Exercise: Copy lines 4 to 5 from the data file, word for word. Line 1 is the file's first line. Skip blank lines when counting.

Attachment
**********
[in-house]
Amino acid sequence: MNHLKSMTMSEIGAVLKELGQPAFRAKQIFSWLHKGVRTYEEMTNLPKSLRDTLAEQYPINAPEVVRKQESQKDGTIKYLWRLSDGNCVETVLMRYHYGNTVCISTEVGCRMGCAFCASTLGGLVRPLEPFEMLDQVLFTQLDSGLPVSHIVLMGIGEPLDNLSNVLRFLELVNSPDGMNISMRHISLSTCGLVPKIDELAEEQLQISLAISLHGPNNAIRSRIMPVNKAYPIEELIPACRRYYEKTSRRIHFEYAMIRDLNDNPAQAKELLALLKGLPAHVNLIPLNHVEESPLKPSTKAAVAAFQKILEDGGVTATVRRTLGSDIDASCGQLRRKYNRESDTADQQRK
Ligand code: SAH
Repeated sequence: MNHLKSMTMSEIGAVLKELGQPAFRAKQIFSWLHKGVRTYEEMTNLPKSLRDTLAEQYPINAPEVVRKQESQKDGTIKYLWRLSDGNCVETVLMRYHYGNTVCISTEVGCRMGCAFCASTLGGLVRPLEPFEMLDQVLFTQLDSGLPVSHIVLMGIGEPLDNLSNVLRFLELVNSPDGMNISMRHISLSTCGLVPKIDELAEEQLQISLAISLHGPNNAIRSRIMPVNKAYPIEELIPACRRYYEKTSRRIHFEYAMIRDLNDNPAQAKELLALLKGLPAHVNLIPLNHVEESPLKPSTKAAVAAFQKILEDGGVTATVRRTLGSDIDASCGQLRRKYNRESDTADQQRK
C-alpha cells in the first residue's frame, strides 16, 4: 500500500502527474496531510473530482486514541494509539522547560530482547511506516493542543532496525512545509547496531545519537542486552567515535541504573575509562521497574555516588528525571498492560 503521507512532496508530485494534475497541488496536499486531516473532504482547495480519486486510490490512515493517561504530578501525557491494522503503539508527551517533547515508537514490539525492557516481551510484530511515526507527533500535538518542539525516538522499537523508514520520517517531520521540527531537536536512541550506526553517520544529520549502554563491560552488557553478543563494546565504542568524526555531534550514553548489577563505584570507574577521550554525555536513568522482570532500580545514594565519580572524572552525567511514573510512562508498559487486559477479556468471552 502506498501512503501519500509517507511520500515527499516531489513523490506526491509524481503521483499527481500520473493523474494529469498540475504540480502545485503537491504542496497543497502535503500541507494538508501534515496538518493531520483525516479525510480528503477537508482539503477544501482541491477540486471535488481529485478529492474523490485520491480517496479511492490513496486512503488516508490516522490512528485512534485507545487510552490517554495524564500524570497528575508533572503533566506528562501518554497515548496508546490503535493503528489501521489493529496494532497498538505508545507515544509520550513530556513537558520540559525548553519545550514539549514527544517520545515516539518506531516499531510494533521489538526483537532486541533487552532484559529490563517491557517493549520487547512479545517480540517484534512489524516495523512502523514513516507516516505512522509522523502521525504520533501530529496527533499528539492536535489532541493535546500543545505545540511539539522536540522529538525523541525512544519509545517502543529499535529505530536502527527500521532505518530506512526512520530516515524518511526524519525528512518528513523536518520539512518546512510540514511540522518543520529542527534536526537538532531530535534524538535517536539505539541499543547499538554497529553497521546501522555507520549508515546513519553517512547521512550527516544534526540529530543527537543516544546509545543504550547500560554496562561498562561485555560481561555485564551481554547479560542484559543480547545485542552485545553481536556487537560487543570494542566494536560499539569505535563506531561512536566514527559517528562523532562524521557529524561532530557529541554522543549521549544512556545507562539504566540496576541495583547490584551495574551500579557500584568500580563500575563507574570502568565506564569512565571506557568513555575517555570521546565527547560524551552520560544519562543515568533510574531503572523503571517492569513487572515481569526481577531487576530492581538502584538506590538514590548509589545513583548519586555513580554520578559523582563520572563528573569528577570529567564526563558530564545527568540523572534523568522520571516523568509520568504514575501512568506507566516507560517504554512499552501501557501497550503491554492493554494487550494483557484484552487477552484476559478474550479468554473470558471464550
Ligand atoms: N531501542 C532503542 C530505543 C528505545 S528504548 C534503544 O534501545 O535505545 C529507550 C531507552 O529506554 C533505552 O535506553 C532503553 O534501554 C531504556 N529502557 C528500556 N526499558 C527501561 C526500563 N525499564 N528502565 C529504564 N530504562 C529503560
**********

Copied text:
Repeated sequence: MNHLKSMTMSEIGAVLKELGQPAFRAKQIFSWLHKGVRTYEEMTNLPKSLRDTLAEQYPINAPEVVRKQESQKDGTIKYLWRLSDGNCVETVLMRYHYGNTVCISTEVGCRMGCAFCASTLGGLVRPLEPFEMLDQVLFTQLDSGLPVSHIVLMGIGEPLDNLSNVLRFLELVNSPDGMNISMRHISLSTCGLVPKIDELAEEQLQISLAISLHGPNNAIRSRIMPVNKAYPIEELIPACRRYYEKTSRRIHFEYAMIRDLNDNPAQAKELLALLKGLPAHVNLIPLNHVEESPLKPSTKAAVAAFQKILEDGGVTATVRRTLGSDIDASCGQLRRKYNRESDTADQQRK
C-alpha cells in the first residue's frame, strides 16, 4: 500500500502527474496531510473530482486514541494509539522547560530482547511506516493542543532496525512545509547496531545519537542486552567515535541504573575509562521497574555516588528525571498492560 503521507512532496508530485494534475497541488496536499486531516473532504482547495480519486486510490490512515493517561504530578501525557491494522503503539508527551517533547515508537514490539525492557516481551510484530511515526507527533500535538518542539525516538522499537523508514520520517517531520521540527531537536536512541550506526553517520544529520549502554563491560552488557553478543563494546565504542568524526555531534550514553548489577563505584570507574577521550554525555536513568522482570532500580545514594565519580572524572552525567511514573510512562508498559487486559477479556468471552 502506498501512503501519500509517507511520500515527499516531489513523490506526491509524481503521483499527481500520473493523474494529469498540475504540480502545485503537491504542496497543497502535503500541507494538508501534515496538518493531520483525516479525510480528503477537508482539503477544501482541491477540486471535488481529485478529492474523490485520491480517496479511492490513496486512503488516508490516522490512528485512534485507545487510552490517554495524564500524570497528575508533572503533566506528562501518554497515548496508546490503535493503528489501521489493529496494532497498538505508545507515544509520550513530556513537558520540559525548553519545550514539549514527544517520545515516539518506531516499531510494533521489538526483537532486541533487552532484559529490563517491557517493549520487547512479545517480540517484534512489524516495523512502523514513516507516516505512522509522523502521525504520533501530529496527533499528539492536535489532541493535546500543545505545540511539539522536540522529538525523541525512544519509545517502543529499535529505530536502527527500521532505518530506512526512520530516515524518511526524519525528512518528513523536518520539512518546512510540514511540522518543520529542527534536526537538532531530535534524538535517536539505539541499543547499538554497529553497521546501522555507520549508515546513519553517512547521512550527516544534526540529530543527537543516544546509545543504550547500560554496562561498562561485555560481561555485564551481554547479560542484559543480547545485542552485545553481536556487537560487543570494542566494536560499539569505535563506531561512536566514527559517528562523532562524521557529524561532530557529541554522543549521549544512556545507562539504566540496576541495583547490584551495574551500579557500584568500580563500575563507574570502568565506564569512565571506557568513555575517555570521546565527547560524551552520560544519562543515568533510574531503572523503571517492569513487572515481569526481577531487576530492581538502584538506590538514590548509589545513583548519586555513580554520578559523582563520572563528573569528577570529567564526563558530564545527568540523572534523568522520571516523568509520568504514575501512568506507566516507560517504554512499552501501557501497550503491554492493554494487550494483557484484552487477552484476559478474550479468554473470558471464550